6. Gary:

    You know where I come down on the issue of whether DOJ made good arguments or not in opposing the AA/US merger — they made no arguments and totally surrendered to the political pressure and the fear that they might lose.

    As my friend Bill Blechman demonstrated when he litigated the case of Spirit Airlines, Inc. v. Northwest Airlines, Inc, 431 F.3d 917 (6th Cir. 2005) [read the opinion at:, each city pair is a separate market for antitrust purposes. A person who wants to go from Detroit to Dallas will not be influenced significantly by a lower fare for Philadelphia to Atlanta, regardless of how low the other fare goes. Therefore a separate structural analysis is required for each city pair. This was one of the fundamental problems in the DOJ surrender.

    Whether or not airfares have dropped or not depends on a much more complicated analysis that must take into account the additional fees that passengers now spend, and did not spend in the past. This includes change fees (multiply the average fee times the percentage of passengers paying it in a given period and add it to the average fare), baggage fees (do the same analysis), and the same for other common fees (booking fees, etc.). Otherwise, it’s an apples to kumquats comparison.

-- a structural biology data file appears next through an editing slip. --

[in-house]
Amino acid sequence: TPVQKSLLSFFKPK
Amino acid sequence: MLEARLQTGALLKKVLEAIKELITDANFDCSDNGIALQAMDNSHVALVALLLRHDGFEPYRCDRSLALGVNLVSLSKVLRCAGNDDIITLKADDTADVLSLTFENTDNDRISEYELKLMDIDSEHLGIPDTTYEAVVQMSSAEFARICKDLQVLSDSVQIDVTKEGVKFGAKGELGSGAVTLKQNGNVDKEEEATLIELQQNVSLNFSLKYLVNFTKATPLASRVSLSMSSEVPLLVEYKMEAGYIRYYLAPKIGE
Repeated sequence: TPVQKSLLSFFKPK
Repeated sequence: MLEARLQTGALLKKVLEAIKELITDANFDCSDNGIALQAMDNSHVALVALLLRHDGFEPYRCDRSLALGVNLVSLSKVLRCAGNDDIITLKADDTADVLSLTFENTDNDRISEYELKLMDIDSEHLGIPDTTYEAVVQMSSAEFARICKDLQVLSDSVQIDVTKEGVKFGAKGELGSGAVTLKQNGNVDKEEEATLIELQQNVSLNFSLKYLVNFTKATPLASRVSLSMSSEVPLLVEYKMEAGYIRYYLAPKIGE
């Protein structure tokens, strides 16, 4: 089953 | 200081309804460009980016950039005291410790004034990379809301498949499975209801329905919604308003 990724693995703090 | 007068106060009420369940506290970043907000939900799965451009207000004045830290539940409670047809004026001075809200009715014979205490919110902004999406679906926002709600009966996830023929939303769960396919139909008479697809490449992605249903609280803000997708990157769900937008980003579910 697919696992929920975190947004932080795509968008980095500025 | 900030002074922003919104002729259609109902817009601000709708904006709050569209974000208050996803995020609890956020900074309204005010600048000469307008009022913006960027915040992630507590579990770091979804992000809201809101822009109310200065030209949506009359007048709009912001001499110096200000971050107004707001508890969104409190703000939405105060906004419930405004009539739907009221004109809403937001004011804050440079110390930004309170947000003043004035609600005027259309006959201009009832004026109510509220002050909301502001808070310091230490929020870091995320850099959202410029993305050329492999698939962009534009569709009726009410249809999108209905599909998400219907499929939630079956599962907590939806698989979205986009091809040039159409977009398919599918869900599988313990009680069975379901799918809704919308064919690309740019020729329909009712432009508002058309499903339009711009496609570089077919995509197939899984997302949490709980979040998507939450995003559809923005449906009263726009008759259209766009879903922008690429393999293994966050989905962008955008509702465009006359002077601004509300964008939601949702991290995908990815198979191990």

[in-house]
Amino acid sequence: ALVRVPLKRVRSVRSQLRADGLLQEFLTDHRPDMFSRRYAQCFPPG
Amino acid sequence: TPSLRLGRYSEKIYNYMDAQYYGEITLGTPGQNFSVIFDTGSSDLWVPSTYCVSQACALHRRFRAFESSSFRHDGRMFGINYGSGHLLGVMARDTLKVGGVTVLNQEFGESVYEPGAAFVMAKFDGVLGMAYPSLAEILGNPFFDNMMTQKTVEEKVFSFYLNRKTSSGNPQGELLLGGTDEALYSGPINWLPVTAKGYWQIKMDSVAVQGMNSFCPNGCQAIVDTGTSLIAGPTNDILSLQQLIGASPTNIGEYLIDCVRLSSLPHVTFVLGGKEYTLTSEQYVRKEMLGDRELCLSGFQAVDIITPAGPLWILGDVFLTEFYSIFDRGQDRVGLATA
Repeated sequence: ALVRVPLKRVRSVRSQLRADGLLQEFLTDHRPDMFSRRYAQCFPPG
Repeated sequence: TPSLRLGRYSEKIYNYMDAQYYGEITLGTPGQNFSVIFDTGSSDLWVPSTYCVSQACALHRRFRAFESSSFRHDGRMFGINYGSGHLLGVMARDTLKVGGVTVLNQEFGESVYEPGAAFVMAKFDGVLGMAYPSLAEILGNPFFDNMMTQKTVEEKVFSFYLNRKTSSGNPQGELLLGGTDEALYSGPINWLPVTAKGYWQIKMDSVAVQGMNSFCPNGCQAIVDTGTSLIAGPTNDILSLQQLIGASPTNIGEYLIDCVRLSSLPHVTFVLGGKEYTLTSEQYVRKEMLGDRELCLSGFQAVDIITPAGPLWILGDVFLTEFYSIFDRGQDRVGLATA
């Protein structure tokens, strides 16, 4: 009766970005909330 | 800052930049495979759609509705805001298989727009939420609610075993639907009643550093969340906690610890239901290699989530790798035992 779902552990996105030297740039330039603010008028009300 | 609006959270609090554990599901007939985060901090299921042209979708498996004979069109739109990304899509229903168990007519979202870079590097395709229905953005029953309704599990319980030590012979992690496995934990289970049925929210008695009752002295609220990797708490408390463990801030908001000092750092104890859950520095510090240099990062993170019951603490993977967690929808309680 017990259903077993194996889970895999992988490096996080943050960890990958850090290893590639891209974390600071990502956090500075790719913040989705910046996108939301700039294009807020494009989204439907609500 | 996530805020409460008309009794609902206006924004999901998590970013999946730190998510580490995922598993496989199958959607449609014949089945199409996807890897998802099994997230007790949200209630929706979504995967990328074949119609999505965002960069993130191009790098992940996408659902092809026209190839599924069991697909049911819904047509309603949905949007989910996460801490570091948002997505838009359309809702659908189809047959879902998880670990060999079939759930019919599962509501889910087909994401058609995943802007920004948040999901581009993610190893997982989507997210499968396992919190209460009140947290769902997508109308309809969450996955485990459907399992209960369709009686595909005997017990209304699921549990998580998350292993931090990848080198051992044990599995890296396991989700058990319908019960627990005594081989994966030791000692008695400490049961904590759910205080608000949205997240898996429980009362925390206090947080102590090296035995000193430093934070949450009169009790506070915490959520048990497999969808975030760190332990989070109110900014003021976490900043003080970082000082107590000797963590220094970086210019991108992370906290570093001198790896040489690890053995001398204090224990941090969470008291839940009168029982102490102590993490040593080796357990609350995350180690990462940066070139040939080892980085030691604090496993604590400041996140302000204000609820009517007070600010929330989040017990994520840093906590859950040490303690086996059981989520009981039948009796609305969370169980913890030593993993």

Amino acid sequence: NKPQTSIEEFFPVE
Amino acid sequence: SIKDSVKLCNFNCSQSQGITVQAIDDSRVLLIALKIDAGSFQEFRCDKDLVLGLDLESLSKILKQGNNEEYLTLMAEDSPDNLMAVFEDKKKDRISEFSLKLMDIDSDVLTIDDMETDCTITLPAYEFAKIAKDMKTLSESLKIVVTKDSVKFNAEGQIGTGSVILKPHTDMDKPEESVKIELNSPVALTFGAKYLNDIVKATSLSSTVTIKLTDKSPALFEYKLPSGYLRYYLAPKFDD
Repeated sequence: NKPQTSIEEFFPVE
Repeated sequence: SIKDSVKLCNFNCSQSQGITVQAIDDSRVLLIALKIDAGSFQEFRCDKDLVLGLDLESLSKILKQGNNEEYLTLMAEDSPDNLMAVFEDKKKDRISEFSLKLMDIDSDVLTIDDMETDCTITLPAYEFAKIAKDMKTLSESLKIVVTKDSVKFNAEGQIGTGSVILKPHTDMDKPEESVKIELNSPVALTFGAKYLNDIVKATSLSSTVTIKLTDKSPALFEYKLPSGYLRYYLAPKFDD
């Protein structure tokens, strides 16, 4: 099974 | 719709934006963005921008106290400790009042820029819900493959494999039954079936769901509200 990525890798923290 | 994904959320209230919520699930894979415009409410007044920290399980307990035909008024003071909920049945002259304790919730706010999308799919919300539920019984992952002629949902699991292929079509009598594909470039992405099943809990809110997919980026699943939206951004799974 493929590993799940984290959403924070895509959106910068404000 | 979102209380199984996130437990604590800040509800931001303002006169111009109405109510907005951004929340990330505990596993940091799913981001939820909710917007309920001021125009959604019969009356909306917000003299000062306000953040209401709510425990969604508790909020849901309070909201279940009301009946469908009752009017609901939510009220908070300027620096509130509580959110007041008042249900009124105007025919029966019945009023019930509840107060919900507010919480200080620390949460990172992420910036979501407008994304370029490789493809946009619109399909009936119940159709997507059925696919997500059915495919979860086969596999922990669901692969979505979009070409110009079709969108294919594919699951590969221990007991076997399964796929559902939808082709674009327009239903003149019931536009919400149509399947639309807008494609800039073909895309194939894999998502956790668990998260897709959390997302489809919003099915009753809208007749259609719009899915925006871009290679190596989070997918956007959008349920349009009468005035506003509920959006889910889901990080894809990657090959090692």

And finally, I firmly believe that the cries for patriotism by the U.S. carriers fall into the realm of Samuel Johnson’s aphorism that “Patriotism is the last refuge of the scoundrel”. But, I’m just a cynic.

  7. @Retired Lawyer,

    1. The reduction in airfare data I cite above accounts for baggage fees and change fees.

    2. The DOJ did a city pair by city pair analysis that they filed with the court when initially objecting to the merger. They were weak though in showing actual concentration in that analysis that any court was going to by under existing precedent. As a non-specialist, though one who did speak to several specialists, I don’t think the DOJ failed to do its job I think they weren’t in a strong position on the law. They were overly aggressive. And while they did see an aggressive political campaign mounted against them they didn’t simply cave under pressure, they simply didn’t have that good an argument in the first place. Now, I *am* surprised they didn’t manage to extract more than they got (eg slots and gates at DCA, gates at DAL, this latter ironically is leading to greater market concentration)….